Unlike some kinds of vintage Navajo blanket weaving that adhered to similar patterns and styles (such as Chief’s blankets), saddle blankets are much more free-form in design, reflecting more clearly the inner artistic vision of the weaver. Stylistically, Navajo saddle blankets can run the gamut with intricate geometric motifs, minimalist designs, representational pictorial images, names, initials, or ranch brands.
Like all saddle blankets, Navajo saddle blankets are intended to sit between a horse’s back and a saddle. Single saddle blankets fit neatly underneath the saddle, while double saddle blankets are folded in half lengthwise before use.
Navajo single saddle blanket, c. 1900s
Navajo double saddle blanket, c. 1920s
Authentic Navajo saddle blankets are woven on the same type of loom used for all Navajo weaving: an upright, vertical loom that uses a continuous warp, meaning the foundational wool yarn used as the base of the rug isn’t cut off at the ends; instead, the warp thread wraps from the bottom of the loom, back to the top, loops down again to the bottom, then loops to the top and so on. The design is then woven using the weft yarn, which is worked horizontally in sections.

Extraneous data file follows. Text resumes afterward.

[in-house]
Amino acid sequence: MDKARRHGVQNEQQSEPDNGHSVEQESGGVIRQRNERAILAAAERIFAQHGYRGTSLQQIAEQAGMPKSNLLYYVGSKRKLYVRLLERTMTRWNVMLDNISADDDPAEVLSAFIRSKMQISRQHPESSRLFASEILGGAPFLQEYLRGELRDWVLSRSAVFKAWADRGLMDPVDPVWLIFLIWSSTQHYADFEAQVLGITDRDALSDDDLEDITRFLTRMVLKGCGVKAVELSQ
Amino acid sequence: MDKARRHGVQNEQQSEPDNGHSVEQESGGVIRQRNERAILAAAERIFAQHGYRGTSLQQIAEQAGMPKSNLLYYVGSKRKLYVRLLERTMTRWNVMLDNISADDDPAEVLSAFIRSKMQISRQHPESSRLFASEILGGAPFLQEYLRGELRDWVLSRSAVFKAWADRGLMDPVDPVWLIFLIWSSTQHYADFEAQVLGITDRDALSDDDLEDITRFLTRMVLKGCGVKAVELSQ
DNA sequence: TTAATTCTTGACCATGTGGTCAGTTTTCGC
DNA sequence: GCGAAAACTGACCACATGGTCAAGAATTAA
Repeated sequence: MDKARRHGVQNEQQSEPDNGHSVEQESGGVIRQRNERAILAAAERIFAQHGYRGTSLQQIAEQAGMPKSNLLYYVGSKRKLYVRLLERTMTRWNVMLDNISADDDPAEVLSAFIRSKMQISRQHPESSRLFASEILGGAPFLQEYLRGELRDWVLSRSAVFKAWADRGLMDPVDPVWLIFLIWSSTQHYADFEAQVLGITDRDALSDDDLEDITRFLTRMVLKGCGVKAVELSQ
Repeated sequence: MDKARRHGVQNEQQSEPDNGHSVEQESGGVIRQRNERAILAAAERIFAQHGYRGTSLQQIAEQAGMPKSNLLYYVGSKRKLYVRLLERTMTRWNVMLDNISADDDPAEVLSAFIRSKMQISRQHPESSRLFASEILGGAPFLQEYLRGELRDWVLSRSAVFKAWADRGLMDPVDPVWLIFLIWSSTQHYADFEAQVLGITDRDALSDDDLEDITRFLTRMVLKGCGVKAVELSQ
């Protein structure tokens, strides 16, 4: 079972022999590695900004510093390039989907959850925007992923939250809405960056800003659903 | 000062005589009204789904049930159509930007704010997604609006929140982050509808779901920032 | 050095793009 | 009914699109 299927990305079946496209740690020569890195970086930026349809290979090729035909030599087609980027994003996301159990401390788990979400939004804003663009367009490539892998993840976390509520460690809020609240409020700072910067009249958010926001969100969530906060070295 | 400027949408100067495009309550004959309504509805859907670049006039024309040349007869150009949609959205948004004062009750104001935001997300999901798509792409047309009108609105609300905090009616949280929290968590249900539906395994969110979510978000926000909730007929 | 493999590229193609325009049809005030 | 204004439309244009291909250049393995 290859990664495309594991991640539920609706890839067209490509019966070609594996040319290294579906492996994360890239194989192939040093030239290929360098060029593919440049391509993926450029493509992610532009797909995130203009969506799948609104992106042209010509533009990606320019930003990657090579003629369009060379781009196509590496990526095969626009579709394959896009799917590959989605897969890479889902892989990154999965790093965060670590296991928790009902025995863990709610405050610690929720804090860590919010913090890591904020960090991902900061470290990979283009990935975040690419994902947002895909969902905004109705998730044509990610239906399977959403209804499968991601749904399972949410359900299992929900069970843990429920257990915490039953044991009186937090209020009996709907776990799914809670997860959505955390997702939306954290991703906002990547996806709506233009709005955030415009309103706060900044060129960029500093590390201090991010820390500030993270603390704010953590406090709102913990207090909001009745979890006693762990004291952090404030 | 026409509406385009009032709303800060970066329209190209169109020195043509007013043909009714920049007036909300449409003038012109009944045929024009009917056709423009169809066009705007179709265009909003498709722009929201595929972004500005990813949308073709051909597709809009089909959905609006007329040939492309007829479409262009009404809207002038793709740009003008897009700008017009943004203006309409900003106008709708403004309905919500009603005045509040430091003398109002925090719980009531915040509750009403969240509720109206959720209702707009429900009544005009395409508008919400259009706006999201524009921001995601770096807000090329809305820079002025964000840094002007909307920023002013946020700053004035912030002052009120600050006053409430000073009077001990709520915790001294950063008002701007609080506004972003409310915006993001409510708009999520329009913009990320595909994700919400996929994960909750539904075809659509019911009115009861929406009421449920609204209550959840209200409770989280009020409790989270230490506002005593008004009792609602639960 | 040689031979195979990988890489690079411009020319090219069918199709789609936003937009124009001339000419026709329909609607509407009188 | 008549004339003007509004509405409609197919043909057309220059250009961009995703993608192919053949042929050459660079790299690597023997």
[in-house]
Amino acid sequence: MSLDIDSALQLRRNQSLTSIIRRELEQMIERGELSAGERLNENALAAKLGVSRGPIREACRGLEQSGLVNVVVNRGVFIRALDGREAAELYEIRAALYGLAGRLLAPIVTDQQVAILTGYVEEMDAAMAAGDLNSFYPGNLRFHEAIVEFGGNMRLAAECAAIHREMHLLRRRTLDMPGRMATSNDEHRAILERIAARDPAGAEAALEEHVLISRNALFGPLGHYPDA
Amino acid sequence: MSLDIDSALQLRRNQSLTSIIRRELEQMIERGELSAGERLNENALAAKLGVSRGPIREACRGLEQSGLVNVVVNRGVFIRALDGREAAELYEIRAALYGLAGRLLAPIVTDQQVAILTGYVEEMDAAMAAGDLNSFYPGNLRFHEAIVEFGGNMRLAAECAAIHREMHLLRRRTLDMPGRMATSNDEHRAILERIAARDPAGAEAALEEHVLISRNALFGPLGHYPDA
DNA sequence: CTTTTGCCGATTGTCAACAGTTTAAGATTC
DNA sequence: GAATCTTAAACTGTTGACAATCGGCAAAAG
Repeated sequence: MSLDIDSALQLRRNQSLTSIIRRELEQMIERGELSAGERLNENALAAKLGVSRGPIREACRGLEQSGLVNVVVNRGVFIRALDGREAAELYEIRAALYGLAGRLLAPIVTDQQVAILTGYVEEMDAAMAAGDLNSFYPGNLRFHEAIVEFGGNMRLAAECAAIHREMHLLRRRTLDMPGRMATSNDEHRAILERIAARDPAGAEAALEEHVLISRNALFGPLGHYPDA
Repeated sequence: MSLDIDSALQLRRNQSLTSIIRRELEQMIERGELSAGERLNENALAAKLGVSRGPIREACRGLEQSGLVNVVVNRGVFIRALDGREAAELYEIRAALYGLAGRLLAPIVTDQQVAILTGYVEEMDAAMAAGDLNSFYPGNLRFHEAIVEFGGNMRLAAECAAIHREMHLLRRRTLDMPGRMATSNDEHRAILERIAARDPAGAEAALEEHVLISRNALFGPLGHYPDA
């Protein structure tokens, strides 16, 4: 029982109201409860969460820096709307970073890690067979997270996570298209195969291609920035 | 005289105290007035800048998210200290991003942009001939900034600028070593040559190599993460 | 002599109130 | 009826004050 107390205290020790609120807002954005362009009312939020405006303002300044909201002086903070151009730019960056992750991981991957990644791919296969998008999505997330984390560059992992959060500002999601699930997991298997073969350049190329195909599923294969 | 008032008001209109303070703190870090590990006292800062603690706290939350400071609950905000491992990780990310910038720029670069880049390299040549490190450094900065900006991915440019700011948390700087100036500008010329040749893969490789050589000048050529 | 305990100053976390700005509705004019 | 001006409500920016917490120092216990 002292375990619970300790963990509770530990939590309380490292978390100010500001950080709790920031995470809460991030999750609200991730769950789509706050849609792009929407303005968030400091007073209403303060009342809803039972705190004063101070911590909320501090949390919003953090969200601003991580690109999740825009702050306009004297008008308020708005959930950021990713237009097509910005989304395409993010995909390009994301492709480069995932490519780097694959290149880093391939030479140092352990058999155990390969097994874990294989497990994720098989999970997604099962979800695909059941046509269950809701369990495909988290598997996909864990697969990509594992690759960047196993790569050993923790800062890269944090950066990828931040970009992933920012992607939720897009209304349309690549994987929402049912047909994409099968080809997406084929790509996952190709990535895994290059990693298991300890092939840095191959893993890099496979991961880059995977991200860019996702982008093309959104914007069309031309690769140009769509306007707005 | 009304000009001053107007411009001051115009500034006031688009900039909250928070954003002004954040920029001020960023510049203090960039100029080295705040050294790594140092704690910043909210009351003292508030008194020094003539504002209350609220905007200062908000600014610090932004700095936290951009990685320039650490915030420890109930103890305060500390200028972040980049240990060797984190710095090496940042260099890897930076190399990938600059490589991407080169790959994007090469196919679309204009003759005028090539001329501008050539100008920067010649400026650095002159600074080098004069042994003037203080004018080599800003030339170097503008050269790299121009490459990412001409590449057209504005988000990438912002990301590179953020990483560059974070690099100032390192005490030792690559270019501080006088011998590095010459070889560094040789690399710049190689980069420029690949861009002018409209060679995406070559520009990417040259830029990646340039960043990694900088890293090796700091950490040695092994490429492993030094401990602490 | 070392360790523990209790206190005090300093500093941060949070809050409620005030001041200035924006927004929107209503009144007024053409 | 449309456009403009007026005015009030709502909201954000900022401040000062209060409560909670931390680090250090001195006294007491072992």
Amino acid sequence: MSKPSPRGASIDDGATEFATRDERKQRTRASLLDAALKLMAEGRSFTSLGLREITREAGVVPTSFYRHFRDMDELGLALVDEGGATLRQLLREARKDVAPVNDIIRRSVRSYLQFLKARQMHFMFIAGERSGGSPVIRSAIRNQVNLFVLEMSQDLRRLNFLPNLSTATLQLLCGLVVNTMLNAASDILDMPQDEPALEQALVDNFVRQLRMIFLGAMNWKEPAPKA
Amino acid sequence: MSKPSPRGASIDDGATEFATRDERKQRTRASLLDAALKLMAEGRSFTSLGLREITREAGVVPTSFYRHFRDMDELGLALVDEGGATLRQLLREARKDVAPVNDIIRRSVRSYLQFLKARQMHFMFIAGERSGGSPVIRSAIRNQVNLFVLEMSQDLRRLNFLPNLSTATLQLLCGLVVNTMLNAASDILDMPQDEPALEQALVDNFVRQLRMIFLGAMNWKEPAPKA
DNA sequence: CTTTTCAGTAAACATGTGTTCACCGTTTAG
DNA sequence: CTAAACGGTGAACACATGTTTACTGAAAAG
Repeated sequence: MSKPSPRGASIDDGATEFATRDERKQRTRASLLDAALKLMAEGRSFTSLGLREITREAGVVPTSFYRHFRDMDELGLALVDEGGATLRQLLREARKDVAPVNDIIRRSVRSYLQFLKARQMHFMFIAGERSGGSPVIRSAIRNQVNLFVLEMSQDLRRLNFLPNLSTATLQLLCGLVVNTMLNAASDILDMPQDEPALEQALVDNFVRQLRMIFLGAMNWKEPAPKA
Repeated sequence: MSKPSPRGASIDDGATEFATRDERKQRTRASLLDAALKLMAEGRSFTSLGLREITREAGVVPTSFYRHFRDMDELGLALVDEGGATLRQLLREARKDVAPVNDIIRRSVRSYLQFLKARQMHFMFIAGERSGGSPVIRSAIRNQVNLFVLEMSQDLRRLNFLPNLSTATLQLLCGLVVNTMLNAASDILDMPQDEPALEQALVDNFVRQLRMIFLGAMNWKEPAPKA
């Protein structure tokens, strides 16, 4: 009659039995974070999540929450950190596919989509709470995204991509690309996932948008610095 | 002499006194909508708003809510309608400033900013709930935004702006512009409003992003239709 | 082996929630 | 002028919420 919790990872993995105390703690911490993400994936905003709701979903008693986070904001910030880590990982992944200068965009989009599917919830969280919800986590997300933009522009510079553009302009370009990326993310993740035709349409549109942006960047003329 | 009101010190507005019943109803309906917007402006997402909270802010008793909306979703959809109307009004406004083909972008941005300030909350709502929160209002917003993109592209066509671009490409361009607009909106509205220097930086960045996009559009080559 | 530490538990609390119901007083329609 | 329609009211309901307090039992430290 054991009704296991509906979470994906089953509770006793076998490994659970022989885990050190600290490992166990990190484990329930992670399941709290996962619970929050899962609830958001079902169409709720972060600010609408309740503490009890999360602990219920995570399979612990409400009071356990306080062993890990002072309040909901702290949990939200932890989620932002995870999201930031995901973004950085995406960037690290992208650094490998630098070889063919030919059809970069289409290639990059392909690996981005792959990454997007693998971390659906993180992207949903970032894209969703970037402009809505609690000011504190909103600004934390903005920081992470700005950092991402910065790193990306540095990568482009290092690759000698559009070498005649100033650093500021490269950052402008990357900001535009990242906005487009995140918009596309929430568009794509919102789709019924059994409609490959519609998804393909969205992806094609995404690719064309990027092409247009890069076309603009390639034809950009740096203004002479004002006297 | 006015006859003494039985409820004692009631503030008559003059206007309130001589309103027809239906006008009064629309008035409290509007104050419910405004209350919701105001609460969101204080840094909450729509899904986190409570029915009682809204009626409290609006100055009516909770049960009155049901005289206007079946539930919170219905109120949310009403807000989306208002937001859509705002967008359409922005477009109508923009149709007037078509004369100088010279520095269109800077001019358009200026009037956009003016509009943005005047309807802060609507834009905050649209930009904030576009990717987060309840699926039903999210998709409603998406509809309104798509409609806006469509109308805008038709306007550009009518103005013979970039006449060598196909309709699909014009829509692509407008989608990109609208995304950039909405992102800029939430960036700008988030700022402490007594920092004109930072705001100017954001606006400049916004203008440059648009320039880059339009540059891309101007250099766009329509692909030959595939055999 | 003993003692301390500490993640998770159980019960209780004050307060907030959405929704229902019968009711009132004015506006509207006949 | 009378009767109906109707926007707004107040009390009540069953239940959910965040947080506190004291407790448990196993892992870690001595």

The wool used in Navajo saddle blankets varies depending on the time the blanket was made, as it does with other kinds of Navajo weavings. Earlier weavings from the 1870s to 1910s often used handspun churro wool - silky, long-fiber wool from sheep popular in the Navajo flocks of the time.
Another kind of wool was used by weavers during the Germantown yarn era from 1885 to 1910. The earliest of these weavings were made with cotton twine warps (instead of much stronger wool yarn) and didn’t withstand actual use under a saddle. As such, Germantown saddle blankets that are in good condition are particularly collectible.
In the heyday of Navajo saddle blanket weaving from 1900 to 1930, saddle blankets were made with homespun wool, either in natural colorations or dyed with synthetic aniline dyes in a range of hues.
Saddle blankets may have added tassels on one end to add an extra visual punch during use under the saddle.
Navajo single saddle blanket with multicolored tassels, c. 1920s